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Using English Examples to Learn Proper Latin Pronunciation

written by: John Garger • edited by: Tricia Goss • updated: 1/5/2012

Latin may be dead but the language is alive and well in classrooms around the world. Speaking Latin is a rare skill; most Latin instruction concentrates on grammar and vocabulary. However, correct pronunciation aids in learning the mechanics of the language.

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    One of the unfortunate aspects of learning a dead language is that immersion is almost impossible. In the case of Latin, few people are able to speak the language, as teaching concentrates on translation of text to and from a native language. Proper pronunciation is an essential part of learning any language as it solidifies in our minds both the use and function of the words. This is especially true for native English speakers as so many Latin words have found their way into English lexicon. In the case of Latin, pronunciation for English speakers is quite easy because the language largely uses the same alphabet as English.

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    The Latin Alphabet

    The Latin alphabet is similar to English except that it lacks the letters j and w. The letter v was used originally for both the vowel u and the consonant v, but in modern Latin instruction, both v and u are used for distinction. The letter k is found in Latin but it is quite rare, found only in a few words. Both y and z were used in later Latin and then only for words that came directly from ancient Greek. The rest of the Latin alphabet mirrors than of modern English.

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    Pronouncing Vowels

    Latin vowels are either long or short with most modern learning systems using a macron above the long vowels. The long vowels are held for about twice as long as the short. Macrons, however, were not used in actual ancient text; the writer and reader just knew when the vowel was long or short from experience. Listed below is a general guide to the pronunciation of both long and short Latin vowels.

    a – long as in father, short as in pat

    e – long as in they, short as in set

    i – long as in machine, short as in pit

    o – long as in over, short as in off

    u – long as in rude, short as in put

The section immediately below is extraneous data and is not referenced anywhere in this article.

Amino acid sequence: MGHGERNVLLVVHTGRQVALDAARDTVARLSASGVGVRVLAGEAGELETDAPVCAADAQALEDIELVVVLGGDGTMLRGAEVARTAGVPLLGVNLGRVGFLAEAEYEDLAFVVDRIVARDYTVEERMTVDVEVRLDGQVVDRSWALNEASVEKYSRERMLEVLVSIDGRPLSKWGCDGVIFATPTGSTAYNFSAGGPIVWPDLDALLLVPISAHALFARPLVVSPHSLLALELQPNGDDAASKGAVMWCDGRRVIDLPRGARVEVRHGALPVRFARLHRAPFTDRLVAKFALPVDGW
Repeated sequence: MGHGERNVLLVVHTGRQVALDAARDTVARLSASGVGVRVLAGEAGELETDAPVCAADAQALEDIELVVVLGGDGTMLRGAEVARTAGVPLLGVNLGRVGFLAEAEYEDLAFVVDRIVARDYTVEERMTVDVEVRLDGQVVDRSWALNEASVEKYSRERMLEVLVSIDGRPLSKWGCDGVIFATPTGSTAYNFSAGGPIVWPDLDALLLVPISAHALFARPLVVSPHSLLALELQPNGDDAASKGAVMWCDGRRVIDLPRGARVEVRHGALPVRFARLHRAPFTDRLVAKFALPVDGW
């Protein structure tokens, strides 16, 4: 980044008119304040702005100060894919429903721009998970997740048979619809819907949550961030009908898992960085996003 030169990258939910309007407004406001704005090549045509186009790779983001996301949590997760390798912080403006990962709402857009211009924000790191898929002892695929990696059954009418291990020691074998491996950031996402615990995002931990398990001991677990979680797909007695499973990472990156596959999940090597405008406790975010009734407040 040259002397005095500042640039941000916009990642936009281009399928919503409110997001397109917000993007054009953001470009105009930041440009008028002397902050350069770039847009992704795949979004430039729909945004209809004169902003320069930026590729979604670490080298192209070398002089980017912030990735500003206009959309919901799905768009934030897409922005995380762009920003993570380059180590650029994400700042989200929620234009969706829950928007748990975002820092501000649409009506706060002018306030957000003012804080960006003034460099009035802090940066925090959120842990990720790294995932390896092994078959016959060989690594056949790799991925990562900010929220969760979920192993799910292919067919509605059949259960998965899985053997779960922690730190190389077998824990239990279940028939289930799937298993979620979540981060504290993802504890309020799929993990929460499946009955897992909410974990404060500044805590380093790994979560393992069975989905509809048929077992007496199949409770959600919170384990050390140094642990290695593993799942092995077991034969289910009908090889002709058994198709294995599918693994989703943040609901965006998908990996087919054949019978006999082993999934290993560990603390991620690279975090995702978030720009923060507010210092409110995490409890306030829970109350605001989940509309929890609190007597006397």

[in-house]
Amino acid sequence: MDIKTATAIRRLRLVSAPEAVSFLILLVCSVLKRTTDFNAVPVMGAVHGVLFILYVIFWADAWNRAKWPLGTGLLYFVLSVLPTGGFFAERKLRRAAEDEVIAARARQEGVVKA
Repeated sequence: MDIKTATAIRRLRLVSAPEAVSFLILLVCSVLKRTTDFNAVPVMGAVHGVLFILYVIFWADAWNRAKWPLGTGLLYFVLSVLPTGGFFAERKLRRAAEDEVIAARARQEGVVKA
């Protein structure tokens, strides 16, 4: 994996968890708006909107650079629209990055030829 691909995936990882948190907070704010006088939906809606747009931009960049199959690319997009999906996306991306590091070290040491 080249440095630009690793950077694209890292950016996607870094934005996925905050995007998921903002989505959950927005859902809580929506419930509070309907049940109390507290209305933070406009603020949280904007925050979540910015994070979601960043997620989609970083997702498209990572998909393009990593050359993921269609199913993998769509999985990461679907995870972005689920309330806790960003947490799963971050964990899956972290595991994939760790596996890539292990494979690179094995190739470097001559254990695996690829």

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    Pronouncing Diphthongs

    A diphthong is a combination of two vowels pronounced as one syllable. Latin has six.

    ae as ai in aisle

    au as ou in mouse

    ei as reign

    eu as e + u pronounced quickly without pause. (Rare)

    oe as oi in oil

    ui as in u + i like gooey

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    Pronouncing Consonants

    Consonants in Latin are largely pronounced as in English. Exceptions to these similarities are noted below:

    bs as ps pronounced as one sound

    bt as pt pronounced as one sound

    b as English b

    c as in card but never as in city

    g as in get but never as in gem

    h as in English but never vocalized and somewhat softer

    i as y in you, later consonant i became j

    q, always followed by u as in quick

    r, thrilled similar to Spanish

    s as in sea but never as in ease

    t as in tear but never as sh in nation

    v as w in wine never as in vine

    x as in ax but never as g in exit

    ch as ck in block but never as in churn

    ph as in up hill but never as in philosophy

    th as in hot house but never as in thick or the

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    As illustrated above, Latin sounds are not much different from English. In fact, Latin is a bit easier since most letters have only one possible pronunciation. Proper pronunciation can even help in determining a word’s meaning. For example, Latin liber (book) and liber (free) are spelled the same. But liber (book) is pronounced as lee-bear while liber (free) is pronounced as lib-air. Use of a macron over the in liber (free) would give the pronunciation and word meaning away in written text. No such luck, however, when Latin is spoken.

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